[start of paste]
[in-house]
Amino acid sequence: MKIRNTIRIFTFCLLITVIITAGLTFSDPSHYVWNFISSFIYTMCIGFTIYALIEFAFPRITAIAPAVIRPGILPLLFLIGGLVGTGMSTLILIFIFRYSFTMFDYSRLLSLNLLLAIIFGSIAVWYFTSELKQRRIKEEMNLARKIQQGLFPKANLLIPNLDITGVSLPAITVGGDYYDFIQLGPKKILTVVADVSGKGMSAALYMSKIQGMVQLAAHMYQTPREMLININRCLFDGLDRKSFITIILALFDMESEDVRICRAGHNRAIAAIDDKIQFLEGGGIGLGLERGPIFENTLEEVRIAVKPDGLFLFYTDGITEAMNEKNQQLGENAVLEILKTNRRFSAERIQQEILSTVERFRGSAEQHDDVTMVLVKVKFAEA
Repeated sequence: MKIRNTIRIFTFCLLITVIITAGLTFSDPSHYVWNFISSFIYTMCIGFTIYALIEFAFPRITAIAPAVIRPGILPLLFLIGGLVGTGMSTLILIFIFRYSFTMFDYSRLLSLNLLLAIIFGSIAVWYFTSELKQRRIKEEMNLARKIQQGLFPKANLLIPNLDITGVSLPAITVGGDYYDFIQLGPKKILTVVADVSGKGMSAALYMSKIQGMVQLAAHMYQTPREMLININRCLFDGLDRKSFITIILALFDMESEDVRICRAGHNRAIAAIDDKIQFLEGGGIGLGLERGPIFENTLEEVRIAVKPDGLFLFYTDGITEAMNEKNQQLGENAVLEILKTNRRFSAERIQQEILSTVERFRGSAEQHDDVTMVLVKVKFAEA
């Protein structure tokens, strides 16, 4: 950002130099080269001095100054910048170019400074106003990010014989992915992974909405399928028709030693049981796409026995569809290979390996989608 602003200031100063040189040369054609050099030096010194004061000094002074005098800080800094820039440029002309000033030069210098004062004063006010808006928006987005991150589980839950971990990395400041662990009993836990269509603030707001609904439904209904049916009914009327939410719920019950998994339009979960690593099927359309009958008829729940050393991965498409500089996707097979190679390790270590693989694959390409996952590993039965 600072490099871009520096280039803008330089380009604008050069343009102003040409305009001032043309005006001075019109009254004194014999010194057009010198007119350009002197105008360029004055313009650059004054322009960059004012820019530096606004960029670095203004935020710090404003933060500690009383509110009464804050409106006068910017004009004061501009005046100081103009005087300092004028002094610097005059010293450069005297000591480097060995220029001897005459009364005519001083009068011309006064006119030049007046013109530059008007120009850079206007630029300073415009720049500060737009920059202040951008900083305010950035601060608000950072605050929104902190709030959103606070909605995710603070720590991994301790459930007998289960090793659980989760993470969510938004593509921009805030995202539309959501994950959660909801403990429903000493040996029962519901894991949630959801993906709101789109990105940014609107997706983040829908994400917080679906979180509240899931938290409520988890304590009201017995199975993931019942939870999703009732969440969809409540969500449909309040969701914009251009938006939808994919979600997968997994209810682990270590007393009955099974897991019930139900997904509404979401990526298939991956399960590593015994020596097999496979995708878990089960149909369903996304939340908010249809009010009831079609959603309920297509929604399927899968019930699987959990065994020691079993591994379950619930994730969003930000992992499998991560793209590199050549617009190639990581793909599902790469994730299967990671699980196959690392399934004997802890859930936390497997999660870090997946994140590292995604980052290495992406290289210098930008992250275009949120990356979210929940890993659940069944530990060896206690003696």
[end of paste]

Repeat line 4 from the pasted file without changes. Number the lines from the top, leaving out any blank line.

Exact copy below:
């Protein structure tokens, strides 16, 4: 950002130099080269001095100054910048170019400074106003990010014989992915992974909405399928028709030693049981796409026995569809290979390996989608 602003200031100063040189040369054609050099030096010194004061000094002074005098800080800094820039440029002309000033030069210098004062004063006010808006928006987005991150589980839950971990990395400041662990009993836990269509603030707001609904439904209904049916009914009327939410719920019950998994339009979960690593099927359309009958008829729940050393991965498409500089996707097979190679390790270590693989694959390409996952590993039965 600072490099871009520096280039803008330089380009604008050069343009102003040409305009001032043309005006001075019109009254004194014999010194057009010198007119350009002197105008360029004055313009650059004054322009960059004012820019530096606004960029670095203004935020710090404003933060500690009383509110009464804050409106006068910017004009004061501009005046100081103009005087300092004028002094610097005059010293450069005297000591480097060995220029001897005459009364005519001083009068011309006064006119030049007046013109530059008007120009850079206007630029300073415009720049500060737009920059202040951008900083305010950035601060608000950072605050929104902190709030959103606070909605995710603070720590991994301790459930007998289960090793659980989760993470969510938004593509921009805030995202539309959501994950959660909801403990429903000493040996029962519901894991949630959801993906709101789109990105940014609107997706983040829908994400917080679906979180509240899931938290409520988890304590009201017995199975993931019942939870999703009732969440969809409540969500449909309040969701914009251009938006939808994919979600997968997994209810682990270590007393009955099974897991019930139900997904509404979401990526298939991956399960590593015994020596097999496979995708878990089960149909369903996304939340908010249809009010009831079609959603309920297509929604399927899968019930699987959990065994020691079993591994379950619930994730969003930000992992499998991560793209590199050549617009190639990581793909599902790469994730299967990671699980196959690392399934004997802890859930936390497997999660870090997946994140590292995604980052290495992406290289210098930008992250275009949120990356979210929940890993659940069944530990060896206690003696």